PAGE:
Wednesday, June 3, 2015

Bio #6 - Family Entertainment 1917 - late 1920s

Can you imagine living without slacks, bikinis, chewing gum, or lipstick and cigarettes? Well, we did. No radio or television either. But we never missed what we had never had. We had a gramophone that had been Grandma's with records 1/4" thick. Mom never let us play it when she was home, but if she and Dad went out of an evening to visit or to a dance, and Katherine Back came to babysit us, we could play it then. Katherine Beck was a nice jolly girl about nineteen, I guess, with red curly hair and freckles. She always made a batch of fudge and read us books or told ghost stories. We were always happy when she came for an evening, and for a number of years she was our only babysitter. Mom sold the old gramophone as it made her sad. We always seems to have a piano in the dining room. Mary was the oldest and had the first lessons. She was very good at it and after a few years, at 15, she had her first pupils, while still learning herself. She later got her A.T.C.M., "Solo Performers" and "Diploma" and taught about 35 pupils until she got married in 1942. I took piano for one year and was hopeless, so didn't go any more. Later at 10 years I took violin and really enjoyed it. I took it for seven years and between us we had lots of fun until in the late 30s and before World War II. Dad, Eddie and I played the violin (not perfectly, mind you,) Charlie was good on the piccolo, and Mary at the piano. Some friends of Mom and Dad used to come down. Mrs. Andrews, her daughter Jessie, and a man who taught flute and was a real pro player, Johnny Dickinson. So we all gathered together and played dozens and dozens of times, over the years, till it was time for us to go to bed. We went to sleep those nights to classical music, I loved it, and will always remember it.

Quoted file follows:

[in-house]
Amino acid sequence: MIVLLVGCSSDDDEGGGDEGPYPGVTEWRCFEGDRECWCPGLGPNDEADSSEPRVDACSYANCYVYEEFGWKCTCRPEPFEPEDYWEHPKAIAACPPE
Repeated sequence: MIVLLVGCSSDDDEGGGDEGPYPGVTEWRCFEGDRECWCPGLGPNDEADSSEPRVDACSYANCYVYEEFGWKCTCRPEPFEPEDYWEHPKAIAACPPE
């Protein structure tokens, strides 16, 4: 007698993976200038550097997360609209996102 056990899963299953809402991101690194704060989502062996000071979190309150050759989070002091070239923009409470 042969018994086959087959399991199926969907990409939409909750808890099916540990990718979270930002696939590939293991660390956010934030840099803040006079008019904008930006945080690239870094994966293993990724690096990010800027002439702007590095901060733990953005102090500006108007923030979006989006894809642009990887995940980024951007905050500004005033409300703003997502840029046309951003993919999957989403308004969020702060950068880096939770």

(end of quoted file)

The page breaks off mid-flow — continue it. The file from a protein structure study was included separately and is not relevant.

Painting by Mabel Frances Layng, 1920
About the time we moved from 110-8th Street SE, we had a billiard table. Dad got it cheap off some man, so we all learned to play pool, snooker and billiards. Eddie was only three years old, but he had a little 3 foot long cue and a stool, and took his turn. This was at 92 - 3rd Street SE where we had moved in the February.

There is something funny I must tell you here, about Johnny Dickinson, who taught flute and piccolo. He was about four feet eleven inches tall, and very fat in the tummy. Sometimes I went along with Charlie to his lesson, and never once did we leave there without a chocolate bar each. He was an ex-player of one of the London, England symphony orchestras. He was marvelous on the flute. He was a bachelor, and Jessie Andrews and I were with him when he died of a stroke, at 70 years. He was jolly all the time and we liked him.

The scene Mom paints is charming, lively, brimming with music and laughter. She and my father encouraged music in my childhood home, too, and we would gather around the old piano and belt out choruses from "Messiah" at Christmas time, with a talented friend at the piano. My brother and I were more interested in guitars and rock music than classical. I, too, as a mother of three girls, encouraged live music in the home, accompanied by piano, or guitar or banjo, but technology had moved on, and they spent a lot of time listening to LP (long play) records. My grandchildren listen to music, but do not sing or play instruments. A beautiful tradition has died out.

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